Posts Tagged Flightright

Committeri v Club Med. The Court of Appeal parades CJEU precedent to distinguish contract from torts.

[2018] EWCA Civ 1889 Committeri v Club Med , appeal against Dingeman J’s findings in [2016] EHWC 1510 (QB) featured in a recent resit exam of mine, slightly later reporting therefore. Dingeman J’s analysis was confirmed by the Court of Appeal.

Mr Committeri lived and worked in London. He was injured when climbing an ice wall in Chamonix in France in 2011. He brought proceedings in England against Club Med and their insurers: they had provided the relevant travel and accommodation pursuant to a ‘team-building’ contract with the appellant’s employers, a Bank. The claim is pleaded by reference to that contract and Article L211-16 of the French Code de Tourisme (which imposes strict (safety) liability upon the providers of tourist accomodation: une obligation de résultat); contrary to English law which foresees in une obligation de moyens).

French law has considered that “proper performance of the contract” in a package holiday setting requires the absolute safety of the consumer, so that (unless the exceptions in the Code apply) when there is an injury on a package holiday the organiser will be liable.

The central issue is the proper characterisation of that claim. If it is a contractual claim then English law applies (the lex contractus agreed between the Bank and Club Med) and it is common ground that it will fail. If it is properly characterised as a non-contractual claim, French law applies and it is agreed that it will succeed.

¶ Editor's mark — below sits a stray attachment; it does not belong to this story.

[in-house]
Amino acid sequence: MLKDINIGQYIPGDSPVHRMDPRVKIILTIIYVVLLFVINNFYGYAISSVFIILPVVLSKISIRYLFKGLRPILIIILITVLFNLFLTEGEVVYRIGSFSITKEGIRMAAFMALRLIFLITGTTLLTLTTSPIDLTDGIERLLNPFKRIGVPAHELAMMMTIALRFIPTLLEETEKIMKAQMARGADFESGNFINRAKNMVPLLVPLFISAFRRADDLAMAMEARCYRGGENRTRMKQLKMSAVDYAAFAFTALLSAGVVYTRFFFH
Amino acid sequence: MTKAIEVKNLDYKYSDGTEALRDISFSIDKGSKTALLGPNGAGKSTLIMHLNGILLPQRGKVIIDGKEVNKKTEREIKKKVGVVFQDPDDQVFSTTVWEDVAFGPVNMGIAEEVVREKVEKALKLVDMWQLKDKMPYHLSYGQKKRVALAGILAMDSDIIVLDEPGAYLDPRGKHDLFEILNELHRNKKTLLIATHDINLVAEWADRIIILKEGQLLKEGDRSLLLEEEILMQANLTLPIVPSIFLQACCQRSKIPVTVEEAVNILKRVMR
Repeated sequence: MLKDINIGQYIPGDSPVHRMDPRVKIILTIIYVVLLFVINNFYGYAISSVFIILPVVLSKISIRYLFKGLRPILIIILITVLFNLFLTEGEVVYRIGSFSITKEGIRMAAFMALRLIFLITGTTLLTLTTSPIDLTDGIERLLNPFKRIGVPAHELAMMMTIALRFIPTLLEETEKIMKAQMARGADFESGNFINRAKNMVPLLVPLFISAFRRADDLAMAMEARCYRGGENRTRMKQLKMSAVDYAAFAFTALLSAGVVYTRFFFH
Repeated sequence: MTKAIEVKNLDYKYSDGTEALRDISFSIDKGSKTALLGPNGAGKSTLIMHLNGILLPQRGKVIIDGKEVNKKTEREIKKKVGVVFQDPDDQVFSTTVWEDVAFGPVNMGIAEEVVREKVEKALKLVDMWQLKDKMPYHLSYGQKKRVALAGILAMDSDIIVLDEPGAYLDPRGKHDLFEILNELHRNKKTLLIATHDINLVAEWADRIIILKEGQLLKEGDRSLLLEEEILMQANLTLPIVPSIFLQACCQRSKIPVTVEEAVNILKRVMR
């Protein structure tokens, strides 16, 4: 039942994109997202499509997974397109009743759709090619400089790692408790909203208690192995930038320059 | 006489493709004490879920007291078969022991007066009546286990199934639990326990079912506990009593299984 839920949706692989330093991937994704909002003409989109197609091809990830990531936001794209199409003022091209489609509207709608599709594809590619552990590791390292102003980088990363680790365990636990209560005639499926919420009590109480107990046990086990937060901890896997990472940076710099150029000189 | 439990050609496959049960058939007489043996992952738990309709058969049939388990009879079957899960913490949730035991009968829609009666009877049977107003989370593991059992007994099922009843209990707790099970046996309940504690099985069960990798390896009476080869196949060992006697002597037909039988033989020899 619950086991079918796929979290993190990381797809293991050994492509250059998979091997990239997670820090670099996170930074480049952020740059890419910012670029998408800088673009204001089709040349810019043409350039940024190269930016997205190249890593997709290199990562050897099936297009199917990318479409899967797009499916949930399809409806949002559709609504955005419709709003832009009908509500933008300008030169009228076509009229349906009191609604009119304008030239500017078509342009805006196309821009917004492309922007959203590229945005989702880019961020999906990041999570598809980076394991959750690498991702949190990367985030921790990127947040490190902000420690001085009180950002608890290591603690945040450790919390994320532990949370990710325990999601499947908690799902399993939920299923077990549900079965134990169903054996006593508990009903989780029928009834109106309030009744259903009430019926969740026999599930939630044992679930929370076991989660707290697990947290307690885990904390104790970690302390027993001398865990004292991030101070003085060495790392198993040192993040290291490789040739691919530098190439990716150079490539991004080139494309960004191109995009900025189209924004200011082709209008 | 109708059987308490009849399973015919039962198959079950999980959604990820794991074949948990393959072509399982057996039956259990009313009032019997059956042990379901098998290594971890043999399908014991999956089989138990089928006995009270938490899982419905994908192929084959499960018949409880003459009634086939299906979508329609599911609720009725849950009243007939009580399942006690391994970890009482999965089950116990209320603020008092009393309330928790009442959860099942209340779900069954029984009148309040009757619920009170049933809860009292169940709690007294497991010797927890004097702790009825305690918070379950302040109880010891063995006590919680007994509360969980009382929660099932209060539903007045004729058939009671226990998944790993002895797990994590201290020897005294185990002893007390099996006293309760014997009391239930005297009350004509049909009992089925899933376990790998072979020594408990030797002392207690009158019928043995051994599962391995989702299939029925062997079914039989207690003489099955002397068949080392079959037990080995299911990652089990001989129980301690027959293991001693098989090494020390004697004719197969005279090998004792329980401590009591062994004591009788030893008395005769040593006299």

CJEU authorities considered by Coulson LJ were in particular Brogsitter, ErgoVerein Fur Konsumenteninformation v Amazonand flightright

At 52 Coulson LJ summarises the modus operandi per the European precedents as follows:

‘(a) The mere fact that a contracting party brings a civil liability claim against the other party does not by itself mean that the claim concerns “matters relating to a contract” but it will be sufficient if the conduct complained of may be considered a breach of contract (Brogsitter [24]) or if the purpose of the claim is to seek damages, the legal basis for which can reasonably be regarded as a breach of the rights and obligations set out in the contract (Brogsitter [26]).

(b) Only an obligation freely consented to by one person towards another and on which the claimant’s action is based is a ‘matter relating to contract’ (Ergo [44]).

(c) The classification of an obligation for the purposes of Rome I or Rome II depends on the (contractual or non-contractual) source of that obligation (Amazon, AG’s opinion [48]). A contractual obligation implies at the very least an actual and existing commitment (Amazon [50]).’

I would have added what I called Sharpston AG‘s ‘pedigree’ (one of my students seems to have mistakenly noted this down as ‘Paddy Pee’), ‘ancestry’, or ‘centre of gravity’ test in Ergo.

At 53: ‘On an application of all or any of those principles, it is clear that the pleaded strict liability claim can only be characterised as a contractual claim. …That contract is the source of the relevant obligations and imposed the necessary commitments. To put it another way, to use Judge Waksman’s words in AXA ([2015] EWHC 3431 (Comm), the contract was not “a stepping stone to the ultimate liability of [the respondent but] the basis for the obligation actually relied upon…”.

A very useful reminder of the relevant precedents.

Geert.